Pubdate: Fri, 25 Jan 2002
Source: Houston Chronicle (TX)
Copyright: 2002 Houston Chronicle Publishing Company Division, Hearst Newspaper
Author: Thom Marshall


Houston's prestigious James A. Baker III Institute for Public Policy at 
Rice University will conduct in April a two-day international conference on 
drug policy, and I intend to help.

This is a big deal, the details of which will be officially announced 
pretty soon. And no other spot in the world is more suited to hosting a 
serious study of the planet's currently most vexing social problem.

One reason is that our town is a major entry point and distribution center 
for the drug trade. Another is that former President Bush lives here, as 
does James Baker III, who has been important to both Bush presidents in 
helping them deal with crises and problems. How appropriate it is for the 
institute named for Baker to assist in an examination of drug policy reform.

There is a hint of irony in this, considering former President Bush was an 
energetic backer of drug war efforts and expenditures, and the nation 
continues waging and escalating the war under the current President Bush.

Changing opinions However, criticisms of the ever-mounting damage done by 
the drug war are growing apace. People are changing their opinions. More 
and more folks are saying the drug war is doing more harm than the drugs. 
They are saying it is time for our leaders to pursue an exit strategy. This 
conference could well be an important step toward designing such a strategy.

Rice professor Bill Martin is the principal organizer of this conference. 
He is a fellow whose mind and logic I have admired since first becoming 
aware of him from some pieces he wrote about churches for Texas Monthly a 
couple of decades ago.

One of Martin's areas of interest and expertise is religion. But as a 
sociologist of the top rank, he recognizes the importance of studying any 
major force that impacts the way people behave and get along with one 
another. Thus, he became interested in the drug war and in organizing a 

Martin said the "operative assumption" of the conference is that the war on 
drugs "is deeply flawed, that massive expenditures on such measures as 
increased punishment, interdiction and defoliation have not only failed to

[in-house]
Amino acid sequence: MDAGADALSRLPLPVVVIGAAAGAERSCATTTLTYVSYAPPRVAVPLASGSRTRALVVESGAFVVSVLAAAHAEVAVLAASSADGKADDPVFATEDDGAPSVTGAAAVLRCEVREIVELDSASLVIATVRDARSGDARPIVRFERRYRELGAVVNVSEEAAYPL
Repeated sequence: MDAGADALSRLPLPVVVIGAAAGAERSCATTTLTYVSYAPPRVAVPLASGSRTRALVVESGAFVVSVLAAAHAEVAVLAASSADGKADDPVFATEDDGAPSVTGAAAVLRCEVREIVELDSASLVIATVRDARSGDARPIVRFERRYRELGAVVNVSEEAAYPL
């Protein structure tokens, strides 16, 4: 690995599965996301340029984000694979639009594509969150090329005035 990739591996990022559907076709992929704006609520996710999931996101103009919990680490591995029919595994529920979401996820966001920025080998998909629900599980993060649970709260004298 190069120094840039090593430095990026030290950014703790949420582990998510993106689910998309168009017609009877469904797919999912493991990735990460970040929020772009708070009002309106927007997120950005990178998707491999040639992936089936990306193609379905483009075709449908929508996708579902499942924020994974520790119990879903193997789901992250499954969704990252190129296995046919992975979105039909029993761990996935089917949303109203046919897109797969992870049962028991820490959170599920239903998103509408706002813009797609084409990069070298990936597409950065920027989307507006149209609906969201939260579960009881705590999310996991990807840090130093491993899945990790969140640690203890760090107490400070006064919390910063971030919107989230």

diminish the use of drugs but have caused enormous social harm."

He said leaders from both sides of the issue are being invited "to sit down 
with each other on an extended basis." Conference participants will be 
coming here from such other countries as the Netherlands, Australia and 
Colombia to exchange views and ideas with leading drug policy experts of 
the United States.

Top banana at the Baker Institute is Edward Djerejian, although I shouldn't 
call him top banana. Too informal. He is founding director of the institute 
but people commonly address him as "Ambassador Djerejian," due to his 
having served as U.S. ambassador to Syria and to Israel. His career as a 
diplomat is long and distinguished. He no doubt can count as personal 
friends many of the world's most powerful leaders.

In other words, the man has long rubbed shoulders with many other top 
bananas. He knows the importance of bringing together people on different 
sides of an issue. He knows how to go about it.

Sending a check So, even though financing has not yet been nailed down 
securely for the upcoming drug policies conference, Djerejian has given it 
a definite go-ahead, confident he will find donors to cover the costs. I 
asked Martin for a rough estimate of the price tag on arranging such a 
get-together. About $150,000, he said.

Here's where I decided to help. I'm pitching a few bucks into the pot. I 
don't think this conference should be paid for by just a few wealthy 
people. This is an opportunity to do something for our kids. It will be a 
much better world for them if some way can be found to end the drug war 

For far too long we have only been able to watch, feeling helpless and 
frustrated. So I'm sending my little check to the Baker Institute for 
Public Policy, marking it "for the drug policy conference," and hoping for 
some results.

This is a big deal. I want to be able to tell my grandkids some day that I 
played a little part in helping to find some solutions.
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